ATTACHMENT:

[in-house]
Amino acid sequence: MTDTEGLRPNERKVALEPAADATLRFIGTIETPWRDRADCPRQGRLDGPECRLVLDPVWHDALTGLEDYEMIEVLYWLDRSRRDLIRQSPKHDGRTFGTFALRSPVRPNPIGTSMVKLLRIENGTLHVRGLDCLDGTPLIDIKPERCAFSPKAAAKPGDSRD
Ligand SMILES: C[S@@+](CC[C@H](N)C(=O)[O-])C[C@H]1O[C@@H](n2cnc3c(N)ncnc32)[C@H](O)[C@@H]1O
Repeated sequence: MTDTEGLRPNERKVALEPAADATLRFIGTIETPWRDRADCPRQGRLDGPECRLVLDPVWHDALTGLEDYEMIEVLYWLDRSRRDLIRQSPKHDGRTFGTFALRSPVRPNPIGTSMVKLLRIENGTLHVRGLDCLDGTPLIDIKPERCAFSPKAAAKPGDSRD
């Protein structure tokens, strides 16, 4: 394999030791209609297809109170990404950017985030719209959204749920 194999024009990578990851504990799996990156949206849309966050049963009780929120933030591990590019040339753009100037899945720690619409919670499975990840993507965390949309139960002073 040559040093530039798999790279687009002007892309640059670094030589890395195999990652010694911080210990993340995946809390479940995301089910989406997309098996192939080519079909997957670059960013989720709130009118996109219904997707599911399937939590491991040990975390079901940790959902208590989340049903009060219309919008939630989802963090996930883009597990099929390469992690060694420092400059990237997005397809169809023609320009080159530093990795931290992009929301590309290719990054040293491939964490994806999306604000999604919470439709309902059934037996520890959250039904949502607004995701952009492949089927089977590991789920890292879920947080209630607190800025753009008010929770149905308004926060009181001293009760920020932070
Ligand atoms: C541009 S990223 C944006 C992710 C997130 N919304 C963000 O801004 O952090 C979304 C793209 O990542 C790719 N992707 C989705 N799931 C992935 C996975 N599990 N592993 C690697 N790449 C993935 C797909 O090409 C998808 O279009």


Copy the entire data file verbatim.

[in-house]
Amino acid sequence: MTDTEGLRPNERKVALEPAADATLRFIGTIETPWRDRADCPRQGRLDGPECRLVLDPVWHDALTGLEDYEMIEVLYWLDRSRRDLIRQSPKHDGRTFGTFALRSPVRPNPIGTSMVKLLRIENGTLHVRGLDCLDGTPLIDIKPERCAFSPKAAAKPGDSRD
Ligand SMILES: C[S@@+](CC[C@H](N)C(=O)[O-])C[C@H]1O[C@@H](n2cnc3c(N)ncnc32)[C@H](O)[C@@H]1O
Repeated sequence: MTDTEGLRPNERKVALEPAADATLRFIGTIETPWRDRADCPRQGRLDGPECRLVLDPVWHDALTGLEDYEMIEVLYWLDRSRRDLIRQSPKHDGRTFGTFALRSPVRPNPIGTSMVKLLRIENGTLHVRGLDCLDGTPLIDIKPERCAFSPKAAAKPGDSRD
């Protein structure tokens, strides 16, 4: 394999030791209609297809109170990404950017985030719209959204749920 194999024009990578990851504990799996990156949206849309966050049963009780929120933030591990590019040339753009100037899945720690619409919670499975990840993507965390949309139960002073 040559040093530039798999790279687009002007892309640059670094030589890395195999990652010694911080210990993340995946809390479940995301089910989406997309098996192939080519079909997957670059960013989720709130009118996109219904997707599911399937939590491991040990975390079901940790959902208590989340049903009060219309919008939630989802963090996930883009597990099929390469992690060694420092400059990237997005397809169809023609320009080159530093990795931290992009929301590309290719990054040293491939964490994806999306604000999604919470439709309902059934037996520890959250039904949502607004995701952009492949089927089977590991789920890292879920947080209630607190800025753009008010929770149905308004926060009181001293009760920020932070
Ligand atoms: C541009 S990223 C944006 C992710 C997130 N919304 C963000 O801004 O952090 C979304 C793209 O990542 C790719 N992707 C989705 N799931 C992935 C996975 N599990 N592993 C690697 N790449 C993935 C797909 O090409 C998808 O279009």